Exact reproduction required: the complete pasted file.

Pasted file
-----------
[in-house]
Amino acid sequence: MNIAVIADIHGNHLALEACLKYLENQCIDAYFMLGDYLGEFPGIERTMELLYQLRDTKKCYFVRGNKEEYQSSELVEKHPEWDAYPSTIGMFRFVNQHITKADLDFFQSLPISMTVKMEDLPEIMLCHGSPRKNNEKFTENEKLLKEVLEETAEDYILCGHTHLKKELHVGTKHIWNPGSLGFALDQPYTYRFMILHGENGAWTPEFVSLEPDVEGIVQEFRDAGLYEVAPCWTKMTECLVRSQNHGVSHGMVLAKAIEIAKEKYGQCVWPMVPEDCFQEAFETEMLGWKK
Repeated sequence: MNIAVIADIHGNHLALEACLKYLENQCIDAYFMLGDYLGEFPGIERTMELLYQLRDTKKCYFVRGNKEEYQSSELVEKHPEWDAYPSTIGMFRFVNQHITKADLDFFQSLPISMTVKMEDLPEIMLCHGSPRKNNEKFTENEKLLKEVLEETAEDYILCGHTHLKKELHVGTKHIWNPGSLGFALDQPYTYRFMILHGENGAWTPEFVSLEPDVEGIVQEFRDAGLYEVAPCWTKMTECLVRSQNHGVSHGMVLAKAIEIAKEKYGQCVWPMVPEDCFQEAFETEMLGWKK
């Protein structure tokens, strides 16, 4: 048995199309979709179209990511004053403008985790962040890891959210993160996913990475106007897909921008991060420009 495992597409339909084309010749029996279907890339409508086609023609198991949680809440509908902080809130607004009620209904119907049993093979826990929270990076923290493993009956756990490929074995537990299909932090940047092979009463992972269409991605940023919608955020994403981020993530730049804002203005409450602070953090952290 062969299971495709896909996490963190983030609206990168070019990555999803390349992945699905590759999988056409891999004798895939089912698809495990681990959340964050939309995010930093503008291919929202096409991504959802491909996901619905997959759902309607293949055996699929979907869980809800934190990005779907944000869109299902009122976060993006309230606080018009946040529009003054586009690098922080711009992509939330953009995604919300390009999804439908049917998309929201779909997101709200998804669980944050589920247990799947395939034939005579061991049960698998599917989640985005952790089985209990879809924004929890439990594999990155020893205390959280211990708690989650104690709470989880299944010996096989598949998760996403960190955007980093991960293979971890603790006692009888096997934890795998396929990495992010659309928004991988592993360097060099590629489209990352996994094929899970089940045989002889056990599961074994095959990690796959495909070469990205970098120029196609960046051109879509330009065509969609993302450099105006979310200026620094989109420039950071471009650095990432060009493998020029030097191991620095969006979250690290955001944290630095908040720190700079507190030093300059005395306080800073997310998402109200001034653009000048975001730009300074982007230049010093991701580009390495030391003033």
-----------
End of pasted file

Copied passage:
[in-house]
Amino acid sequence: MNIAVIADIHGNHLALEACLKYLENQCIDAYFMLGDYLGEFPGIERTMELLYQLRDTKKCYFVRGNKEEYQSSELVEKHPEWDAYPSTIGMFRFVNQHITKADLDFFQSLPISMTVKMEDLPEIMLCHGSPRKNNEKFTENEKLLKEVLEETAEDYILCGHTHLKKELHVGTKHIWNPGSLGFALDQPYTYRFMILHGENGAWTPEFVSLEPDVEGIVQEFRDAGLYEVAPCWTKMTECLVRSQNHGVSHGMVLAKAIEIAKEKYGQCVWPMVPEDCFQEAFETEMLGWKK
Repeated sequence: MNIAVIADIHGNHLALEACLKYLENQCIDAYFMLGDYLGEFPGIERTMELLYQLRDTKKCYFVRGNKEEYQSSELVEKHPEWDAYPSTIGMFRFVNQHITKADLDFFQSLPISMTVKMEDLPEIMLCHGSPRKNNEKFTENEKLLKEVLEETAEDYILCGHTHLKKELHVGTKHIWNPGSLGFALDQPYTYRFMILHGENGAWTPEFVSLEPDVEGIVQEFRDAGLYEVAPCWTKMTECLVRSQNHGVSHGMVLAKAIEIAKEKYGQCVWPMVPEDCFQEAFETEMLGWKK
């Protein structure tokens, strides 16, 4: 048995199309979709179209990511004053403008985790962040890891959210993160996913990475106007897909921008991060420009 495992597409339909084309010749029996279907890339409508086609023609198991949680809440509908902080809130607004009620209904119907049993093979826990929270990076923290493993009956756990490929074995537990299909932090940047092979009463992972269409991605940023919608955020994403981020993530730049804002203005409450602070953090952290 062969299971495709896909996490963190983030609206990168070019990555999803390349992945699905590759999988056409891999004798895939089912698809495990681990959340964050939309995010930093503008291919929202096409991504959802491909996901619905997959759902309607293949055996699929979907869980809800934190990005779907944000869109299902009122976060993006309230606080018009946040529009003054586009690098922080711009992509939330953009995604919300390009999804439908049917998309929201779909997101709200998804669980944050589920247990799947395939034939005579061991049960698998599917989640985005952790089985209990879809924004929890439990594999990155020893205390959280211990708690989650104690709470989880299944010996096989598949998760996403960190955007980093991960293979971890603790006692009888096997934890795998396929990495992010659309928004991988592993360097060099590629489209990352996994094929899970089940045989002889056990599961074994095959990690796959495909070469990205970098120029196609960046051109879509330009065509969609993302450099105006979310200026620094989109420039950071471009650095990432060009493998020029030097191991620095969006979250690290955001944290630095908040720190700079507190030093300059005395306080800073997310998402109200001034653009000048975001730009300074982007230049010093991701580009390495030391003033």